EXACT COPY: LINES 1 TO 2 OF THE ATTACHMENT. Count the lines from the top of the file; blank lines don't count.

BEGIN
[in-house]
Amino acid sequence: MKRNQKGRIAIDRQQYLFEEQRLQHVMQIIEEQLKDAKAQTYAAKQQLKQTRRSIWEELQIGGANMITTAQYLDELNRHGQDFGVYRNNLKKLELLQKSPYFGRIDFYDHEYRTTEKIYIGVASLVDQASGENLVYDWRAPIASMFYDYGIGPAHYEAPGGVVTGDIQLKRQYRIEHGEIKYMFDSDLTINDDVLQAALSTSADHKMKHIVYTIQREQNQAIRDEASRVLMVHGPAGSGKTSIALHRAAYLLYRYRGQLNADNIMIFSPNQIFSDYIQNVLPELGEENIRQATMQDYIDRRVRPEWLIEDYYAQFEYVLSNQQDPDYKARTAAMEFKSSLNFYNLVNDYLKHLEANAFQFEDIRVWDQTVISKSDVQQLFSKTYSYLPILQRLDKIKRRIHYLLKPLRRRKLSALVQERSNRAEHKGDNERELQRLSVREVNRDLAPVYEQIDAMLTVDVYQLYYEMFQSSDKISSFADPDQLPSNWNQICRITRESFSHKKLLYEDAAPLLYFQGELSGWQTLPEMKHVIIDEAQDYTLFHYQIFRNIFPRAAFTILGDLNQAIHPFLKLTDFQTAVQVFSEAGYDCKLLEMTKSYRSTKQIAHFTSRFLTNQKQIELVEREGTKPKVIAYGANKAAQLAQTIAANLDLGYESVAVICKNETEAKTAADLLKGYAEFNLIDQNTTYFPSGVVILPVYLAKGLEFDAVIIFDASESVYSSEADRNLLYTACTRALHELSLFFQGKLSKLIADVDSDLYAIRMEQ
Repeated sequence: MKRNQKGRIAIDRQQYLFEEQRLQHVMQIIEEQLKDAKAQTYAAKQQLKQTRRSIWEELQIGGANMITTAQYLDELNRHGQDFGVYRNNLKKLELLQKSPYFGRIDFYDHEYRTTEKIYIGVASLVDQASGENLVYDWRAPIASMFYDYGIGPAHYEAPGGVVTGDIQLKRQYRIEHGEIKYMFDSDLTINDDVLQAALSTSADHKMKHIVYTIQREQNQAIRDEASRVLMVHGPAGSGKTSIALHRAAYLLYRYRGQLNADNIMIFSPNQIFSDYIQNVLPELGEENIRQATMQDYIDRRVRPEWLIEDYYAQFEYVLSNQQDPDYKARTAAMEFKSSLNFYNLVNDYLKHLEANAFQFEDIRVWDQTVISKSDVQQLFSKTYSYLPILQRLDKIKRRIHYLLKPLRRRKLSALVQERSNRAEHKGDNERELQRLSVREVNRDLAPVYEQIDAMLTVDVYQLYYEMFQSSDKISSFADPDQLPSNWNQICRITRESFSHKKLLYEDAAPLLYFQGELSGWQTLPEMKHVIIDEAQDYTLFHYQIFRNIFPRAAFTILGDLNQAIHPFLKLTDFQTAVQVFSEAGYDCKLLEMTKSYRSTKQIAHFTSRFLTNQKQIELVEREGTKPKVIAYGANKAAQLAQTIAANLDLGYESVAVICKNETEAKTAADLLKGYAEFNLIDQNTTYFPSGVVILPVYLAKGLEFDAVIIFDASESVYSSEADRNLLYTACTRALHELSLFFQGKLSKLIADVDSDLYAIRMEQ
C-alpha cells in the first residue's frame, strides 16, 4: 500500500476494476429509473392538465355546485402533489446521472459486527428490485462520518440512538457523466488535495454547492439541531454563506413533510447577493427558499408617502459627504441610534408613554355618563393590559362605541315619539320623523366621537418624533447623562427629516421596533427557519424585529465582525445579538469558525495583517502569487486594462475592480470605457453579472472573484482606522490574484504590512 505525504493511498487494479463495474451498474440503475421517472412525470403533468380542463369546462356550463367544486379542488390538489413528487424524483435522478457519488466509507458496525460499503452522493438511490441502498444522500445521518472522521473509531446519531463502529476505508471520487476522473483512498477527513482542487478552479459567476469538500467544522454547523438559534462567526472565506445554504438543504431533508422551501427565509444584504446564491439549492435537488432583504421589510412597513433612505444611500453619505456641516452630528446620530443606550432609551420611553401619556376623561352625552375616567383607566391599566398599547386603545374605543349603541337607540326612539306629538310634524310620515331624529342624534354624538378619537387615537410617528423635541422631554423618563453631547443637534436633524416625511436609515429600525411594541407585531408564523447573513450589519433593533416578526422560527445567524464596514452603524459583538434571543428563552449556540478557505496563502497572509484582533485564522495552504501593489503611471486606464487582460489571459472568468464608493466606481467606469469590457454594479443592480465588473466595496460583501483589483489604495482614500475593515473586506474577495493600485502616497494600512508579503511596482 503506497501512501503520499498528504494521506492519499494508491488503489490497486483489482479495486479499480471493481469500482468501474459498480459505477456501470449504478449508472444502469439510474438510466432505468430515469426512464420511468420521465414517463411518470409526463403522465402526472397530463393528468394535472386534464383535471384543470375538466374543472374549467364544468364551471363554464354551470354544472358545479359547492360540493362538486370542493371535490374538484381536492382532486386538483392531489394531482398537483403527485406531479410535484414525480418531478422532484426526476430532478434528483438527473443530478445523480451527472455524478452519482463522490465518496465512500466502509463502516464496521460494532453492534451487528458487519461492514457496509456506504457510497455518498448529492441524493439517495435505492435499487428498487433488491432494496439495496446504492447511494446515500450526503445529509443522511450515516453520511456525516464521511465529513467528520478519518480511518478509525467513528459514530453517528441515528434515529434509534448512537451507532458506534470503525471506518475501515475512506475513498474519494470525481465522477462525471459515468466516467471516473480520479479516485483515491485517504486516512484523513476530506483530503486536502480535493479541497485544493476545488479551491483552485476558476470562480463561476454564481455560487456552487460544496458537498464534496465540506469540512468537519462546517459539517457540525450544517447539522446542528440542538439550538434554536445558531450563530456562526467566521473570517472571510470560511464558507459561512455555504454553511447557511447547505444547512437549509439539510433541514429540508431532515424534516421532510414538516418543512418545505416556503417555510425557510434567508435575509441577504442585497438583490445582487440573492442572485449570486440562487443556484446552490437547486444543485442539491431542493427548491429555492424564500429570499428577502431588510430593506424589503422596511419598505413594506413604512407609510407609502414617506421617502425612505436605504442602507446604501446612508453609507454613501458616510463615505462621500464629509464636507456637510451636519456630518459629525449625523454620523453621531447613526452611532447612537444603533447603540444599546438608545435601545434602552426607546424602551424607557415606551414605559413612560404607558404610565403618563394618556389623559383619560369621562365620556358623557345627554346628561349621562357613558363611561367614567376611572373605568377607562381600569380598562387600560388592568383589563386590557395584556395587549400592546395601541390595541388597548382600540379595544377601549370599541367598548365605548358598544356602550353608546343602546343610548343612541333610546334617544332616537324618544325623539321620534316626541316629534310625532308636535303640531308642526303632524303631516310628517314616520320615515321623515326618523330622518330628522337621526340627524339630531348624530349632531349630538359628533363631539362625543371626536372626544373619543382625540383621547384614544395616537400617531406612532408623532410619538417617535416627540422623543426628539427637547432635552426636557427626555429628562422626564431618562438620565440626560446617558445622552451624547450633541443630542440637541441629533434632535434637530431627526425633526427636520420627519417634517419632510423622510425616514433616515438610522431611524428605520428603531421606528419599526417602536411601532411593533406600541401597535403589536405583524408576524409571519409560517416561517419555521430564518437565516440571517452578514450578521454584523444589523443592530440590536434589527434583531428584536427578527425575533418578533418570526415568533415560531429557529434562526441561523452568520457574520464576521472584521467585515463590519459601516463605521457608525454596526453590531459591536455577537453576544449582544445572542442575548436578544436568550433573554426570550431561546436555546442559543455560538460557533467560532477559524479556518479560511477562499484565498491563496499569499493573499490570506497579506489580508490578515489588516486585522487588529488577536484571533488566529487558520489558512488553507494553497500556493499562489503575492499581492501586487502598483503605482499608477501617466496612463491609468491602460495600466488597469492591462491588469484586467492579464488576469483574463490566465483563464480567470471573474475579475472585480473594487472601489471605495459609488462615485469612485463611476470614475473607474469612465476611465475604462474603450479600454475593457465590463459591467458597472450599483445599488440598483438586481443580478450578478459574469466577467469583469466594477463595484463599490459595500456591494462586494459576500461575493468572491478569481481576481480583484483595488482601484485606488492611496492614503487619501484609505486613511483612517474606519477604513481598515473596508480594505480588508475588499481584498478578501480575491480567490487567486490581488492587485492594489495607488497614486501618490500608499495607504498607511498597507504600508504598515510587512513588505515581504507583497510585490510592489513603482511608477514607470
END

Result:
[in-house]
Amino acid sequence: MKRNQKGRIAIDRQQYLFEEQRLQHVMQIIEEQLKDAKAQTYAAKQQLKQTRRSIWEELQIGGANMITTAQYLDELNRHGQDFGVYRNNLKKLELLQKSPYFGRIDFYDHEYRTTEKIYIGVASLVDQASGENLVYDWRAPIASMFYDYGIGPAHYEAPGGVVTGDIQLKRQYRIEHGEIKYMFDSDLTINDDVLQAALSTSADHKMKHIVYTIQREQNQAIRDEASRVLMVHGPAGSGKTSIALHRAAYLLYRYRGQLNADNIMIFSPNQIFSDYIQNVLPELGEENIRQATMQDYIDRRVRPEWLIEDYYAQFEYVLSNQQDPDYKARTAAMEFKSSLNFYNLVNDYLKHLEANAFQFEDIRVWDQTVISKSDVQQLFSKTYSYLPILQRLDKIKRRIHYLLKPLRRRKLSALVQERSNRAEHKGDNERELQRLSVREVNRDLAPVYEQIDAMLTVDVYQLYYEMFQSSDKISSFADPDQLPSNWNQICRITRESFSHKKLLYEDAAPLLYFQGELSGWQTLPEMKHVIIDEAQDYTLFHYQIFRNIFPRAAFTILGDLNQAIHPFLKLTDFQTAVQVFSEAGYDCKLLEMTKSYRSTKQIAHFTSRFLTNQKQIELVEREGTKPKVIAYGANKAAQLAQTIAANLDLGYESVAVICKNETEAKTAADLLKGYAEFNLIDQNTTYFPSGVVILPVYLAKGLEFDAVIIFDASESVYSSEADRNLLYTACTRALHELSLFFQGKLSKLIADVDSDLYAIRMEQ